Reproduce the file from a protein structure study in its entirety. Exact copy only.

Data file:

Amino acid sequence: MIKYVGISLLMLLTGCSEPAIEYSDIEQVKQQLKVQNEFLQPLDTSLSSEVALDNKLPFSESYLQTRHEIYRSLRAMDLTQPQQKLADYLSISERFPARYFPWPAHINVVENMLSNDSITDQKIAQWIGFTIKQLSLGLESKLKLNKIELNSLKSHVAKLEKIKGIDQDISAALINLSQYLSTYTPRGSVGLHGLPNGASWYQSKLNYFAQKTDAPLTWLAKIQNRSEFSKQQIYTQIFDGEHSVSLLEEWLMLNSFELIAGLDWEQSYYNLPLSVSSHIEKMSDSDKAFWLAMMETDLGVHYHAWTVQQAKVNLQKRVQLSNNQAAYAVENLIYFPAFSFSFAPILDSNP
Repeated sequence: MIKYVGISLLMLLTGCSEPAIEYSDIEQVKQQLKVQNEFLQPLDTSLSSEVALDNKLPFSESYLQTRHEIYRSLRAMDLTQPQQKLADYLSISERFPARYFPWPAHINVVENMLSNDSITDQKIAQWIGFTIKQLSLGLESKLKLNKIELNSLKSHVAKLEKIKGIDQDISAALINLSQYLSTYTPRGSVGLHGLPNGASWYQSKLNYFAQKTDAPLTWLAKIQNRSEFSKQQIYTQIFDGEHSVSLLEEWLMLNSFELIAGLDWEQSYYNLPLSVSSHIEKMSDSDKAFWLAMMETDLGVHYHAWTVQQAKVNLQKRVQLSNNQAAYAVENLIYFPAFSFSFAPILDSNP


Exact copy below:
Amino acid sequence: MIKYVGISLLMLLTGCSEPAIEYSDIEQVKQQLKVQNEFLQPLDTSLSSEVALDNKLPFSESYLQTRHEIYRSLRAMDLTQPQQKLADYLSISERFPARYFPWPAHINVVENMLSNDSITDQKIAQWIGFTIKQLSLGLESKLKLNKIELNSLKSHVAKLEKIKGIDQDISAALINLSQYLSTYTPRGSVGLHGLPNGASWYQSKLNYFAQKTDAPLTWLAKIQNRSEFSKQQIYTQIFDGEHSVSLLEEWLMLNSFELIAGLDWEQSYYNLPLSVSSHIEKMSDSDKAFWLAMMETDLGVHYHAWTVQQAKVNLQKRVQLSNNQAAYAVENLIYFPAFSFSFAPILDSNP
Repeated sequence: MIKYVGISLLMLLTGCSEPAIEYSDIEQVKQQLKVQNEFLQPLDTSLSSEVALDNKLPFSESYLQTRHEIYRSLRAMDLTQPQQKLADYLSISERFPARYFPWPAHINVVENMLSNDSITDQKIAQWIGFTIKQLSLGLESKLKLNKIELNSLKSHVAKLEKIKGIDQDISAALINLSQYLSTYTPRGSVGLHGLPNGASWYQSKLNYFAQKTDAPLTWLAKIQNRSEFSKQQIYTQIFDGEHSVSLLEEWLMLNSFELIAGLDWEQSYYNLPLSVSSHIEKMSDSDKAFWLAMMETDLGVHYHAWTVQQAKVNLQKRVQLSNNQAAYAVENLIYFPAFSFSFAPILDSNP